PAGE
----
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Far-right party leader sets conditions for vote to approve Sweden’s NATO bid

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Devlet Bahçeli, the leader of a far-right party in Turkey, has said his party is not inclined to vote to approve Sweden’s bid to join NATO and will only do so if the members of the Atlantic alliance take steps for the recognition of an independent Palestine and trial of Israeli Prime Minister Benjamin Netanyahu due to his actions in Gaza.

“We will say, ‘OK’ to Sweden’s NATO membership if an independent state of Palestine with territorial integrity is recognized on the basis of its 1967 borders, with East Jerusalem as its capital, if Israel agrees to pay damages [for its violent actions against Palestinians] and the way for the trial of Netanyahu at [the International Court of Justice] The Hague is opened,” said Nationalist Movement Party (MHP) leader Bahçeli, who is an ally of President Recep Tayyip Erdoğan.

His remarks came during an interview with the MHP-affiliated TürkGün newspaper on Friday.

The Turkish Parliament in November started to debate Sweden’s application to join NATO after President Erdoğan launched the process following a deal at a NATO summit in July.

Sweden and Nordic neighbor Finland had dropped their long-standing policies of non-alignment and applied to join the US-led military alliance in the wake of Russia’s 2022 invasion of Ukraine.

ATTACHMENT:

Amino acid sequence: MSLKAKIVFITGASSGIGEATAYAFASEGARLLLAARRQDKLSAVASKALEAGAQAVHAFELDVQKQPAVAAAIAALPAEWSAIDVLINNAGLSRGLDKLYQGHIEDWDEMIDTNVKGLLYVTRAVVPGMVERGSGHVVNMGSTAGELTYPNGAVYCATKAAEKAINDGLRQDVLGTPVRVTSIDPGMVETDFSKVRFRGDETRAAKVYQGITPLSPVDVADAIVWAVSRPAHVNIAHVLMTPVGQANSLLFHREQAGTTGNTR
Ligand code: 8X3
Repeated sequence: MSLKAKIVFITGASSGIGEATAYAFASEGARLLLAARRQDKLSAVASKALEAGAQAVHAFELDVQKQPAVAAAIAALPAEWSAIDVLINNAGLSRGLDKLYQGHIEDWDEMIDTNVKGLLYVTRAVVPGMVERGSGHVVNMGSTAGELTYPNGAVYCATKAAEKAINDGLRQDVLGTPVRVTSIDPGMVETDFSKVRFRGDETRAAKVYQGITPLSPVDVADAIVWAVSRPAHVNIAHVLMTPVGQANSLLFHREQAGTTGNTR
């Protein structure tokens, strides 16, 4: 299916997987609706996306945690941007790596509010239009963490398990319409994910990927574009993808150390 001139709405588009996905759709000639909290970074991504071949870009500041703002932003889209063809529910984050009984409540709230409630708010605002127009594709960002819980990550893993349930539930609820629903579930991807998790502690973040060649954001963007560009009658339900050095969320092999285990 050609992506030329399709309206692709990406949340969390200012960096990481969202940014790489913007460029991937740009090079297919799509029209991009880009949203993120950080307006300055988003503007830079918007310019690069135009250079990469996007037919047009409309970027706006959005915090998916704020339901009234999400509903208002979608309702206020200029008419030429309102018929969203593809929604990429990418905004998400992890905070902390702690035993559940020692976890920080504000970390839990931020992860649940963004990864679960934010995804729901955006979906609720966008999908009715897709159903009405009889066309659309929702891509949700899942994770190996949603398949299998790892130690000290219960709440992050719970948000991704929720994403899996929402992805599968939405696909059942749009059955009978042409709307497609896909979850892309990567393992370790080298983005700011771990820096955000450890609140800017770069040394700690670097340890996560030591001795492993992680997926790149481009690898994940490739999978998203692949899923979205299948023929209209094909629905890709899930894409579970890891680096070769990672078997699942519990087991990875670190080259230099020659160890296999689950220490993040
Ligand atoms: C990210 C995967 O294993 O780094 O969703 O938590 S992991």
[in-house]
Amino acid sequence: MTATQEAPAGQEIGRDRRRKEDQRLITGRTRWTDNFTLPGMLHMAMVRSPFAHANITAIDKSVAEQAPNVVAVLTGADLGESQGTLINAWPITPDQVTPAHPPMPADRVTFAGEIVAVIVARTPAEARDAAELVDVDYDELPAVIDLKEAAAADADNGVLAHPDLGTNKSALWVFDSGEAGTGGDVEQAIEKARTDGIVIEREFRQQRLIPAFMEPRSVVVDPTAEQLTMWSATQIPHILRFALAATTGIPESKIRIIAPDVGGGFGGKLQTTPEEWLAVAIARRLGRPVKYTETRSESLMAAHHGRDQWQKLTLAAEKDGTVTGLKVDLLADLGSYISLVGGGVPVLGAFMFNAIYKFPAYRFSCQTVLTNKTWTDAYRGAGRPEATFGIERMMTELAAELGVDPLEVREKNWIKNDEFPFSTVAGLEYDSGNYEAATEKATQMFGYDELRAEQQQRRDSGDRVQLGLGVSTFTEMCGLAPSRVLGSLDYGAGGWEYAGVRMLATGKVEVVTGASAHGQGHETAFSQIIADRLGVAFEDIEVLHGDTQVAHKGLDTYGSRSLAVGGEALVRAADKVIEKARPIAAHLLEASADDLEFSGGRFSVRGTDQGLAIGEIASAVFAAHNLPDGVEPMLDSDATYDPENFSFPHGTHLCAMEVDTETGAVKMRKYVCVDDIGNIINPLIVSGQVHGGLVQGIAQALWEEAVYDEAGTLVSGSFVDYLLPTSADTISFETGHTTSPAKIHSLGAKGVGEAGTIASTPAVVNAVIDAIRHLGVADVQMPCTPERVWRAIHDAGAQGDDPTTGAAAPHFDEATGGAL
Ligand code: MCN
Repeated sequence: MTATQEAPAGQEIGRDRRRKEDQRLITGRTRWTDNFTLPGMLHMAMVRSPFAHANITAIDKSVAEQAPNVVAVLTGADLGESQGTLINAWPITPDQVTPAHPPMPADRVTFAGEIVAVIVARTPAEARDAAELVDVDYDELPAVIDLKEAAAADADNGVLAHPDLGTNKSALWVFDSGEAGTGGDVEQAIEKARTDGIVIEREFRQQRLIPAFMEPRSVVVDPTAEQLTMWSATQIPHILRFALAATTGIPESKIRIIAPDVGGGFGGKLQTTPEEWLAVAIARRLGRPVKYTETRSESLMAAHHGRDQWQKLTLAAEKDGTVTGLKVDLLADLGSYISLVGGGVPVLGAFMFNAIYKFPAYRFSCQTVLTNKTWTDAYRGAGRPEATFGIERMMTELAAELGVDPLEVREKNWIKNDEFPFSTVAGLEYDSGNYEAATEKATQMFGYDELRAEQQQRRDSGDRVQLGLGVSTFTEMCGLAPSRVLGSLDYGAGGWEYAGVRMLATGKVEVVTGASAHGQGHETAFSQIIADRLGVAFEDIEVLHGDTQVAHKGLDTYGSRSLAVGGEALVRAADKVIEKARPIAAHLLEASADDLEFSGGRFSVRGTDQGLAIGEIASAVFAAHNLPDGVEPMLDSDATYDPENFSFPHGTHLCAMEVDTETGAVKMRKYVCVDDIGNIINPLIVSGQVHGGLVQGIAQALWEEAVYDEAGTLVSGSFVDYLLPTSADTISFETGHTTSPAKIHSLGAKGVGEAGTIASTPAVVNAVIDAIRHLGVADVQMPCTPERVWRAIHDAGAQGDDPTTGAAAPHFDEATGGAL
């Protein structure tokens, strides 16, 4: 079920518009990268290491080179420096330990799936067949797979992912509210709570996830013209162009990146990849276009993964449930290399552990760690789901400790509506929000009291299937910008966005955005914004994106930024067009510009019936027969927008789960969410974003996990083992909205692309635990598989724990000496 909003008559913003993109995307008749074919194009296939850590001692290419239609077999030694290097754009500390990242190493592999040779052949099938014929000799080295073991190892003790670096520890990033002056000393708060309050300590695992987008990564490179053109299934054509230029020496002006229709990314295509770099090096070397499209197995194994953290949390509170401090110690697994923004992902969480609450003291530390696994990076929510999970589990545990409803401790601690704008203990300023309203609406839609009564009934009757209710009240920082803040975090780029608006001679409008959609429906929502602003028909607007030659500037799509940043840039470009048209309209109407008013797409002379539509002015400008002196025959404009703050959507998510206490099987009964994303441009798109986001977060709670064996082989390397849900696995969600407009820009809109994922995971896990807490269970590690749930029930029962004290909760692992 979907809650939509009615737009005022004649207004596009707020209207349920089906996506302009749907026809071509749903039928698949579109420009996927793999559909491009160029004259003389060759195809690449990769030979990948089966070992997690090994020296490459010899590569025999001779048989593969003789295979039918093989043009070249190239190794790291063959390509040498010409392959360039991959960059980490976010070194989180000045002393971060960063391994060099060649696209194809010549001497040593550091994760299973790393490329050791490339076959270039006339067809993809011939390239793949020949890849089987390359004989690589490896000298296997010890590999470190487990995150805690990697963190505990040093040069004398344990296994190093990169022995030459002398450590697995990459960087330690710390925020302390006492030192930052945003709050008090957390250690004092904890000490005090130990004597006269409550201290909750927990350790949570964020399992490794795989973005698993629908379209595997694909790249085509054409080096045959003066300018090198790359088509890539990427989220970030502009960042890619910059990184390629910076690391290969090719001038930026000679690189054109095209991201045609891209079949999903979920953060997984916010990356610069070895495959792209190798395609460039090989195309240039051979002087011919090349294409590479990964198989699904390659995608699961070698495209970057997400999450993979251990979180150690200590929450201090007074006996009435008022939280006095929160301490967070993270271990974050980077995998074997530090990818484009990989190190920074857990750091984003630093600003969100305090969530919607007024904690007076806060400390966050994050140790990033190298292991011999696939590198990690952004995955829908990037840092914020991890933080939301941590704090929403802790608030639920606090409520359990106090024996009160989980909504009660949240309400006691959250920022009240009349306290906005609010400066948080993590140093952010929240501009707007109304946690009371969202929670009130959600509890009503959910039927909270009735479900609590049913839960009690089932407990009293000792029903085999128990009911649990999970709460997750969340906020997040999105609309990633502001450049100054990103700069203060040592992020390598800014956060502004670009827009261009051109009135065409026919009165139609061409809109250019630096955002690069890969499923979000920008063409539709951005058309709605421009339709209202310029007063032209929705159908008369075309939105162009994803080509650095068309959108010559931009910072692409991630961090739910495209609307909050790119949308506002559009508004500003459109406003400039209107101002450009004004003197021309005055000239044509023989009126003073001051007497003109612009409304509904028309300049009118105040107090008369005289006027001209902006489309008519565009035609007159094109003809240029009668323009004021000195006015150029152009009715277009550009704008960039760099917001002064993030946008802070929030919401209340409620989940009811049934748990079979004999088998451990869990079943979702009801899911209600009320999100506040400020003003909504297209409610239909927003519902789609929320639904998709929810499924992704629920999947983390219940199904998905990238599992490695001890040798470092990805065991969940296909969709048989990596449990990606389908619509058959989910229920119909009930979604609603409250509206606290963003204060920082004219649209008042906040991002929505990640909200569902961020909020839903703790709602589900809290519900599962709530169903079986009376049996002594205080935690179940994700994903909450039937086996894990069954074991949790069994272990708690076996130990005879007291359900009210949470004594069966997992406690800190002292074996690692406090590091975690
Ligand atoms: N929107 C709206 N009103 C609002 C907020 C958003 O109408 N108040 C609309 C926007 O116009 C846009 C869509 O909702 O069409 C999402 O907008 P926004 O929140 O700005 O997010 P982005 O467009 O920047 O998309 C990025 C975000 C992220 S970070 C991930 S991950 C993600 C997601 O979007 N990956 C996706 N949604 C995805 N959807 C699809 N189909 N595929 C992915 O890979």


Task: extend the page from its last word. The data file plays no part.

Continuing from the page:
Finland became NATO’s 31st member in April.

Turkey and Hungary are the only NATO members that have yet to ratify Sweden’s bid, more than 18 months after it applied for membership.

Bahçeli has been one of the outspoken critics of the ongoing Israeli attacks on Gaza which began after militants from the Palestinian group Hamas carried out an unprecedented surprise attack in Israel on October 7 that claimed 1,200 lives.

Israeli air and ground attacks in Gaza have claimed more than 16,000 lives since October 7 in addition to causing massive destruction in the enclave and leading to the displacement of at least 1.8 million people.

In an earlier statement, Bahçeli objected to Sweden’s membership due to its alleged support for members of the outlawed Kurdistan Workers’ Party (PKK).

“Sweden is the PKK’s hideout in Europe. Stockholm is the same as Kandil,” Bahçeli said, referring to the Kandil Mountains in northern Iraq, the stronghold of PKK militants.

More than 40,000 people, including 5,500 security force members, have been killed in four decades of fighting between Turkish security forces and the PKK, which is listed as a terrorist organization by Turkey and much of the international community.

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